Victims edit

Thirty-five people, six military crewmembers, and twenty-nine civilians died in the crash. Thirty-three of the victims were Americans and two were Croatians. Twelve Department of Commerce officials, including Secretary Brown, were among the deceased.[9]

Government officials edit

  • Ron Brown, Secretary of Commerce
  • Duane Christian, security officer to the Secretary of Commerce
  • Adam Darling, confidential assistant to the Secretary of Commerce
  • Gail Dobert, Deputy Director for the Office of Business Liaison
  • Carol Hamilton, Press Secretary to the Secretary of Commerce
  • Kathryn Hoffman, senior advisor for strategic scheduling and special initiatives to the Secretary of Commerce
  • Steve Kaminski, Counselor to the Secretary of Commerce
  • Kathy Kellogg, Office of Business Liaison official
  • Charles Meissner, Assistant Secretary of Commerce for international trade
  • William Morton, Deputy Assistant Secretary of Commerce for international economic development
  • Lawrence Payne, Foreign Service officer
  • Naomi Warbasse, international trade specialist with the Department of Commerce

Businesspeople edit

Flight crew edit

  • Captain Ashley Davis, pilot
  • Captain Tim Shafer, pilot
  • Staff Sergeant Gerald Aldrich, flight mechanic
  • Staff Sergeant Robert Farrington Jr., steward
  • Sergeant Cheryl Turnege, steward
  • Sergeant Shelly Kelly, steward

The crew consisted of pilot Captain Ashley "AJ" Davis, aged 35, employed by the U.S. Air Force since 1989, who had qualified to fly the Boeing CT-43 in 1992 and accumulated 2,942 flight hours in his career with 582 hours on the Boeing CT-43; and co-pilot Captain Timothy Shafer, aged 33, employed by the U.S. Air Force since 1988, with 2,835 flight hours of which 1,676 hours were on the Boeing CT-43.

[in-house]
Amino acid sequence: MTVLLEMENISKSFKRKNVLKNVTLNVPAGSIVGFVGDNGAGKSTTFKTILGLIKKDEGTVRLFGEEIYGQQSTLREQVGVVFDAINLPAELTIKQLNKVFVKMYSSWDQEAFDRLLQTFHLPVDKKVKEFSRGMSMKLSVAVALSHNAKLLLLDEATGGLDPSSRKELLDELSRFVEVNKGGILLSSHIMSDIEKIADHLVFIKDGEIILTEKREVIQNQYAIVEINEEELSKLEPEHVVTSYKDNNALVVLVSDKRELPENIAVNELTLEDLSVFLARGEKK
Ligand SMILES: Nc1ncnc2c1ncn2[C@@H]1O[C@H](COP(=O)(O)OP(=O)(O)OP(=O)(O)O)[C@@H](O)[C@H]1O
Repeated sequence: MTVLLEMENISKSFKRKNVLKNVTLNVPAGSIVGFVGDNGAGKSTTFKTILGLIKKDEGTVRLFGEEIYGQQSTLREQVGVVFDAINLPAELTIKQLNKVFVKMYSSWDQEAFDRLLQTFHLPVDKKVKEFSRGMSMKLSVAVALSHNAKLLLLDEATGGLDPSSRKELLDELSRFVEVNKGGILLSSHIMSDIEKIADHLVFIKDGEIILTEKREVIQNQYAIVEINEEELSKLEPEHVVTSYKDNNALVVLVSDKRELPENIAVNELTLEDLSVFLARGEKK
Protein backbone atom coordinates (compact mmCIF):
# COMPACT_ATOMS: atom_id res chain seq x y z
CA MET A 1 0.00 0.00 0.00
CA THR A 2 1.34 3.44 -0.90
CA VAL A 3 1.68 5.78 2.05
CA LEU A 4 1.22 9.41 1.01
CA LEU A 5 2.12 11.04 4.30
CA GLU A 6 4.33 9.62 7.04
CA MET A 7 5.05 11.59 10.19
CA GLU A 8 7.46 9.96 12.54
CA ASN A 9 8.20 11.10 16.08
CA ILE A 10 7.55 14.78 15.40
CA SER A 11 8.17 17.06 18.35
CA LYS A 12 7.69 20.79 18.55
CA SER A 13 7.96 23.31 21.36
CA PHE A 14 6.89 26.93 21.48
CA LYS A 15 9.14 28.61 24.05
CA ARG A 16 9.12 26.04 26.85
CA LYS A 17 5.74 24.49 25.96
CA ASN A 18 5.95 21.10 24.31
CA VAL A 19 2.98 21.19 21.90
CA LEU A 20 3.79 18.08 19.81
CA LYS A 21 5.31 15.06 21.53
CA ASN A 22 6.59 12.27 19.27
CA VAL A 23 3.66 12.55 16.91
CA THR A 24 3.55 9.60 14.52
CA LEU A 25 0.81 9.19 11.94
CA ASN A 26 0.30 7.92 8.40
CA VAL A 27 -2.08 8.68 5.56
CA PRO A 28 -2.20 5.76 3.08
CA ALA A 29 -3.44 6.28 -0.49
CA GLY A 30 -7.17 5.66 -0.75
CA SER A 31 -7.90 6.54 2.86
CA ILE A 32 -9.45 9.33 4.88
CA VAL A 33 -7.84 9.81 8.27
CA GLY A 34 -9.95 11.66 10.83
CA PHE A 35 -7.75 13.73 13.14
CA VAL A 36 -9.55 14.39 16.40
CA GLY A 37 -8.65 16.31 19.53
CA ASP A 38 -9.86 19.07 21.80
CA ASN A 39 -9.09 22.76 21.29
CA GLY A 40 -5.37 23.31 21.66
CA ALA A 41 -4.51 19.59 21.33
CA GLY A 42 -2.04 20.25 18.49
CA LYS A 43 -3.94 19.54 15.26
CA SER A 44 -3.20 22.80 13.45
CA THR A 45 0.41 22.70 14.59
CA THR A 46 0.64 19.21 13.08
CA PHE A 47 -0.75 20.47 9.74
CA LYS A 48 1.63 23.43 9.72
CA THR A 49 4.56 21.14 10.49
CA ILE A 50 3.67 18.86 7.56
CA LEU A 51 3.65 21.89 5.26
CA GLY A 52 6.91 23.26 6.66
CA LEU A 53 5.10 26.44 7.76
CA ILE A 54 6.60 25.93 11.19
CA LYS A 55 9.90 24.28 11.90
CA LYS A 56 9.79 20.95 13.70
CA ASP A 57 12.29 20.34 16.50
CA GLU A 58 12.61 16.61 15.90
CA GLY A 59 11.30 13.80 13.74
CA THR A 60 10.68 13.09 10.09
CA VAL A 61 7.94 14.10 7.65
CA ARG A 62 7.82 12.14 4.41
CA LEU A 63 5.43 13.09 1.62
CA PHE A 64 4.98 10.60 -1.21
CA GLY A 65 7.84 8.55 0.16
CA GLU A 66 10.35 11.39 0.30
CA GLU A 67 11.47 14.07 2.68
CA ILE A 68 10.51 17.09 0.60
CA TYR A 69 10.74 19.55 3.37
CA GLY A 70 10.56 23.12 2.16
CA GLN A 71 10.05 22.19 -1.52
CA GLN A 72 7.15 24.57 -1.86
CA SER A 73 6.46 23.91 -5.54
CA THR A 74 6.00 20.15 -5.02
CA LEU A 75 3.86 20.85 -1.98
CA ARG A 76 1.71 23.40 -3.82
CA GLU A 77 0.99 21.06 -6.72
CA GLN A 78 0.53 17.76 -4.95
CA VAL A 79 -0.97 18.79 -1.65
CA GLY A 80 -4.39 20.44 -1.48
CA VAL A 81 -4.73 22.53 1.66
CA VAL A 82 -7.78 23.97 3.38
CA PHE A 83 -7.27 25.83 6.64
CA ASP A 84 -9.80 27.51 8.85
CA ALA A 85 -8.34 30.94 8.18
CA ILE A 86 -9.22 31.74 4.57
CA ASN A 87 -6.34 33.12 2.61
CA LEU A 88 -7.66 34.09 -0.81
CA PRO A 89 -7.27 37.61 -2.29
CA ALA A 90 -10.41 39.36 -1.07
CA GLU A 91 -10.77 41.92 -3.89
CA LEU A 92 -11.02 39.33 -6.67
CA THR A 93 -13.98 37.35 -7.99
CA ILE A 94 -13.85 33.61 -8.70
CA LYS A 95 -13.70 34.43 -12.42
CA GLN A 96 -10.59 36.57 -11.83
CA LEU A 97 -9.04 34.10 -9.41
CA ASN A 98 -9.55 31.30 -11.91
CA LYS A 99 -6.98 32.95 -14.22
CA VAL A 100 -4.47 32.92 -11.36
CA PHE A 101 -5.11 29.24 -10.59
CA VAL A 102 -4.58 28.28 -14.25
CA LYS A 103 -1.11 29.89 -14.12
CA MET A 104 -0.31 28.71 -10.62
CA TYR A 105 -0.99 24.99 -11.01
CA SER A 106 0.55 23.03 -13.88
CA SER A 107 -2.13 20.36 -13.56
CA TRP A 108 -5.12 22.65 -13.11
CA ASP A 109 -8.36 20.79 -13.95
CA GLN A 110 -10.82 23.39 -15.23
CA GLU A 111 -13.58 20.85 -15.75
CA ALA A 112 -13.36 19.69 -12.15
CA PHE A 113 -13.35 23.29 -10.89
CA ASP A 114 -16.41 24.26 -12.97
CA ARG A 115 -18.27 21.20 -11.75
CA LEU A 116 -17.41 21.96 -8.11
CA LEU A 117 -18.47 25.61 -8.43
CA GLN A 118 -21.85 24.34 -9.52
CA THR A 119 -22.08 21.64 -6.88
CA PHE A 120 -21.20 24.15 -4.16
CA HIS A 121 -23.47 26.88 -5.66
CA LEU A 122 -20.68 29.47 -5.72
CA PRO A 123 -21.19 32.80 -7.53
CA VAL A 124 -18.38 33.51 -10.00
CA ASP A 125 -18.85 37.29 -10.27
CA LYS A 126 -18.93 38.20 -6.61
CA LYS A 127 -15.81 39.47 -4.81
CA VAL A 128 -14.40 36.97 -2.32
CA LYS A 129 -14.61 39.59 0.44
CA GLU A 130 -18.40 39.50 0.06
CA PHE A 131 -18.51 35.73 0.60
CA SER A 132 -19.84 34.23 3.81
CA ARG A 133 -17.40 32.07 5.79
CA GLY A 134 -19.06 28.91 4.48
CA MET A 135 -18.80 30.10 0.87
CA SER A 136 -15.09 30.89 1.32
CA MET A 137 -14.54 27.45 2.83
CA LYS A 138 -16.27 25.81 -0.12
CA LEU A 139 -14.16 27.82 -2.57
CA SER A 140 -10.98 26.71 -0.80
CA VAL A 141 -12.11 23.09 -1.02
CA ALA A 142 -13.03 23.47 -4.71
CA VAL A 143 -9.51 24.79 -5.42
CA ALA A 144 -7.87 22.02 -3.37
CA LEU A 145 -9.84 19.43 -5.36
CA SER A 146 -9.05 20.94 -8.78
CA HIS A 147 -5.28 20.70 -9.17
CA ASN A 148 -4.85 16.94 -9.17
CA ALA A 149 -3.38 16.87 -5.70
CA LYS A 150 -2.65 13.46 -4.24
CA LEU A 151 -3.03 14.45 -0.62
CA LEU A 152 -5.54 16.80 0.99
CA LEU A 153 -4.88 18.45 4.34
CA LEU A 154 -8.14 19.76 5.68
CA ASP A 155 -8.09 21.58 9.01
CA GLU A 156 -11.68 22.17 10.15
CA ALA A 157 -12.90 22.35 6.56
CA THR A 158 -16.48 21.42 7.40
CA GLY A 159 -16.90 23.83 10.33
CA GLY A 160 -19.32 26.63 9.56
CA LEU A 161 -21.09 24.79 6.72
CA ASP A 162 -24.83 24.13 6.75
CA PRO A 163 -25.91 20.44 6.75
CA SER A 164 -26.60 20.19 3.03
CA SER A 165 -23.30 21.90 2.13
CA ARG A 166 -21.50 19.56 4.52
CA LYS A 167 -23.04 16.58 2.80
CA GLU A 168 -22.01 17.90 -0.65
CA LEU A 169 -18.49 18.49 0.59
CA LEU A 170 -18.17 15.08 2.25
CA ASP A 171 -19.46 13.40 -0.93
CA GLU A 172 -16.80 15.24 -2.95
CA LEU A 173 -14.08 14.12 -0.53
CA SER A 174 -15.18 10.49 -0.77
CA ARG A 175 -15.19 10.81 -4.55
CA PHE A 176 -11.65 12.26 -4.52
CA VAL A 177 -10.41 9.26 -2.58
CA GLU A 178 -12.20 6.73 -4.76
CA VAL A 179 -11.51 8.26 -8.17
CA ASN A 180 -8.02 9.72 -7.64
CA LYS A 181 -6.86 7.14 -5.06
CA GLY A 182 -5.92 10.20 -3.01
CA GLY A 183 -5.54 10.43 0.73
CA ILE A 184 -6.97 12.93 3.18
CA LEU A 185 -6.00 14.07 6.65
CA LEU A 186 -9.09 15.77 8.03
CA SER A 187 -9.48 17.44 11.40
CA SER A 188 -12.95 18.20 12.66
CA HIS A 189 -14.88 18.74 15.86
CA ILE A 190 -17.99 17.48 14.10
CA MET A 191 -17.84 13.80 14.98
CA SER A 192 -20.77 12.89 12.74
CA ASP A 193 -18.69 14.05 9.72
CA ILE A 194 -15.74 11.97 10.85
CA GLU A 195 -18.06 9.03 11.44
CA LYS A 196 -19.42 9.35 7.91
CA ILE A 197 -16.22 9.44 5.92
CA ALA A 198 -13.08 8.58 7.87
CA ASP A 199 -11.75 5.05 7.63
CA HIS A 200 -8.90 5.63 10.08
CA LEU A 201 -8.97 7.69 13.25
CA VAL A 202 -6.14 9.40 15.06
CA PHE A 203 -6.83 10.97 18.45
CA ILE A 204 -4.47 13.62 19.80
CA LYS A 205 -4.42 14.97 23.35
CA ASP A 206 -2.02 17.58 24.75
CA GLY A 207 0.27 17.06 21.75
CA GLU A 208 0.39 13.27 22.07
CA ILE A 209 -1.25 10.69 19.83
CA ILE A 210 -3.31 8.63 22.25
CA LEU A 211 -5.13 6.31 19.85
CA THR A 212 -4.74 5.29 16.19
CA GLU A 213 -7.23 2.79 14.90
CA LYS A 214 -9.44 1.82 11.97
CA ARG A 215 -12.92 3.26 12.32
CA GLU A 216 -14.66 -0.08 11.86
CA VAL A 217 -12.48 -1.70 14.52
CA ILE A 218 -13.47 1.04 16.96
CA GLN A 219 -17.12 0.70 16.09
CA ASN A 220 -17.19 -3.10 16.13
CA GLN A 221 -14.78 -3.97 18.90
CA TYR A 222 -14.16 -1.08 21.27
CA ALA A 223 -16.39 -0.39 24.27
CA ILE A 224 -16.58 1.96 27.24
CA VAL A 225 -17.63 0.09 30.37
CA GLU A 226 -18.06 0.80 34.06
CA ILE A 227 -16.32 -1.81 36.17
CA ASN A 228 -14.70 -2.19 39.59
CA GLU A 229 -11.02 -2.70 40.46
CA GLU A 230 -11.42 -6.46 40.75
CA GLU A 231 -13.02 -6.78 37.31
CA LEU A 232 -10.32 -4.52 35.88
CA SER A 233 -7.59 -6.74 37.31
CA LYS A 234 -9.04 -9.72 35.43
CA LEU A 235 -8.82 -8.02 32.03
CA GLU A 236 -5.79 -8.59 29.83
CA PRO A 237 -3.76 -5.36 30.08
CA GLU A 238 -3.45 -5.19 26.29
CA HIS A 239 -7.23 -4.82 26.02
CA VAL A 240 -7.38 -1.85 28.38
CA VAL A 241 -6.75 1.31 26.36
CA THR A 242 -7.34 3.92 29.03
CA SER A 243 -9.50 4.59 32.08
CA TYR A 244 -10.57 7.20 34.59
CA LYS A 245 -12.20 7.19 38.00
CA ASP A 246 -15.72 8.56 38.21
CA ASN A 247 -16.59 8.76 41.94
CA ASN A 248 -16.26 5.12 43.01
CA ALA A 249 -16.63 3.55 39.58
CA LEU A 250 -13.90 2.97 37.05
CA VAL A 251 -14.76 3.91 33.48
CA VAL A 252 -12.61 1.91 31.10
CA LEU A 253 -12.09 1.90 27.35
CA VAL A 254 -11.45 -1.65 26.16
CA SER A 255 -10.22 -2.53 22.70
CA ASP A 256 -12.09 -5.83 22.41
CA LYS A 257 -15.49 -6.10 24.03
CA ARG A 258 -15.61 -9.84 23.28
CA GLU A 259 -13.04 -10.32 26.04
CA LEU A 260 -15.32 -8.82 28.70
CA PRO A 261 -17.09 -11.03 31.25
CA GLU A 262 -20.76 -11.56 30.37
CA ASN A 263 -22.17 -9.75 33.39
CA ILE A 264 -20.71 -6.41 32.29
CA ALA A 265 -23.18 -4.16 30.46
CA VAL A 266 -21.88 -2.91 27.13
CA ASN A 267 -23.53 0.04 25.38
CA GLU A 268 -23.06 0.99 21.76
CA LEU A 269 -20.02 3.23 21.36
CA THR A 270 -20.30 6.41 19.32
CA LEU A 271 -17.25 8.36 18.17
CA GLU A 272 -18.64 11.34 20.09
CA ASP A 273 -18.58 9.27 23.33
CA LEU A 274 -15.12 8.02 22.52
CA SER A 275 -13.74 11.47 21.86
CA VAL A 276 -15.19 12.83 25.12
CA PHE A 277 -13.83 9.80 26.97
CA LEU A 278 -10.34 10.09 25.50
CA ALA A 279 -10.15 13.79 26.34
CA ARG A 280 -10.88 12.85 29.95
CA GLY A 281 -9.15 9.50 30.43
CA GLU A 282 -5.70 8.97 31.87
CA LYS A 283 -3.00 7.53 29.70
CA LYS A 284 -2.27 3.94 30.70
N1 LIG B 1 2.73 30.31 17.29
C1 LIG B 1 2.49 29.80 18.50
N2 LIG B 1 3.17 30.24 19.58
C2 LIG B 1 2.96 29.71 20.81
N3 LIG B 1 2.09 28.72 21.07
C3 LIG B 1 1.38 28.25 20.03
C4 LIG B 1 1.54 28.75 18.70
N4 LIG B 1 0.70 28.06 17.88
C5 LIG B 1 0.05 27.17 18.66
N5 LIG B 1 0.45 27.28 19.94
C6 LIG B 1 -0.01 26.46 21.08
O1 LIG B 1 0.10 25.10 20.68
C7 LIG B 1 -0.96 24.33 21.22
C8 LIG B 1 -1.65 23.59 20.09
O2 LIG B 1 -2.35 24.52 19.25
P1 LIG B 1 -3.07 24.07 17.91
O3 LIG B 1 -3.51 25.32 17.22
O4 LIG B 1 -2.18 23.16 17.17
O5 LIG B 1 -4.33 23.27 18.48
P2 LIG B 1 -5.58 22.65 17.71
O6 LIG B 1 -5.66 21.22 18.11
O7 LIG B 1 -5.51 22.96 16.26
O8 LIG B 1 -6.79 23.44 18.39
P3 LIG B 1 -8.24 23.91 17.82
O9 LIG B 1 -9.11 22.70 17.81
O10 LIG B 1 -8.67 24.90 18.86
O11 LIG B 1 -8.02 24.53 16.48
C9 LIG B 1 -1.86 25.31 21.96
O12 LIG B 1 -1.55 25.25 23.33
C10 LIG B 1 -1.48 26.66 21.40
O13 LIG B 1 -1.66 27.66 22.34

Outcomes edit

Dubrovnik Airport was singled out for an improperly designed approach and landing procedure.[7]

A number of US Air Force (USAF) officers were found to have contributed to a failure of command. The general commanding the 86th Airlift Wing, Brig. Gen. William E. Stevens, vice-commander Col. Roger W. Hansen, and the commander of the 86th Operations Group, Col. John E. Mazurowski, were all relieved of their posts.[8][10] Mazurowski was later found guilty of a dereliction of duties and was demoted to major, while 12 other officers were reprimanded.[7]

The USAF ordered all military aircraft to be equipped with a flight data recorder and a cockpit voice recorder.[7]

American military aircraft are no longer allowed to fly into airports without explicit approval from the United States Department of Defense, not even for high-ranking diplomatic missions.[7]

Legacy edit

The area of the crash site is identified by a large stainless steel cross on Stražišće peak. Hikers can reach the peak via the "Ronald Brown Path", which is named in commemoration of the U.S. Secretary of Commerce who died in the crash.[11]

A memorial room has been installed in the Ronald Brown memorial house in the old city of Dubrovnik. It features portraits of the crash victims as well as a guest book.[12]

The head of navigation at Čilipi Airport, Niko Jerkuić, was found dead three days after the accident with a bullet wound to his chest. The police investigation concluded that the case was a suicide.[13]

In popular culture edit

The crash of IFO-21 was covered in "Fog of War", an episode from the fourth season (2007) of the internationally syndicated Canadian TV documentary series Mayday.[7]

References edit

  1. ^ "Najpotresnije zrakoplovne nesreće u hrvatskoj povijesti". Index.hr. 22 August 2008.
  2. ^ a b c Hughes, David "USAF, NTSB, Croatia Probe 737 Crash", Aviation Week & Space Technology, 8 April 1996
  3. ^ a b c Dr. Sheila E. Widnall; et al. (7 June 1996). "DOD News Briefing". DefenseLINK. Archived from the original on 27 February 2004. Retrieved 6 February 2023.
  4. ^ Walters, James M.; Sumwalt, Robert L. III (2000). Aircraft Accident Analysis: Final Reports. McGraw Hill. ISBN 9780071351492.
  5. ^ FSF ALAR Briefing Note 7.2 – Constant Angle Nonprecision Approach Flight Safety Foundation
  6. ^ a b DoD news release Archived September 29, 2007, at the Wayback Machine
  7. ^ a b c d e f g h i "Fog of War". Mayday. Season 4. Episode 8. Cineflix. 3 June 2007. Discovery Channel Canada.
  8. ^ a b "Press Briefing". United States Department of Defense. 31 May 1996. Archived from the original on 31 August 2020. Retrieved 22 April 2020.
  9. ^ "List of crash victims - Apr. 4, 1996". CNN. Retrieved 19 June 2021.
  10. ^ Shenon, Philip (31 May 1996). "Air Force Ousts 3 From Duties In Brown Case". The New York Times. Retrieved 22 April 2020.
  11. ^ Dubrovnik Online website Archived 2014-03-12 at the Wayback Machine Retrieved: 17 October 2009
  12. ^ Ronald Brown memorial house Archived 2014-03-12 at the Wayback Machine Retrieved: 17 October 2009
  13. ^ "Avionom je, ipak, najsigurnije" [By Plane, However, Is the Safest]. Slobodna Dalmacija. 9 September 2008. Archived from the original on 9 September 2008.

Further reading edit

External links edit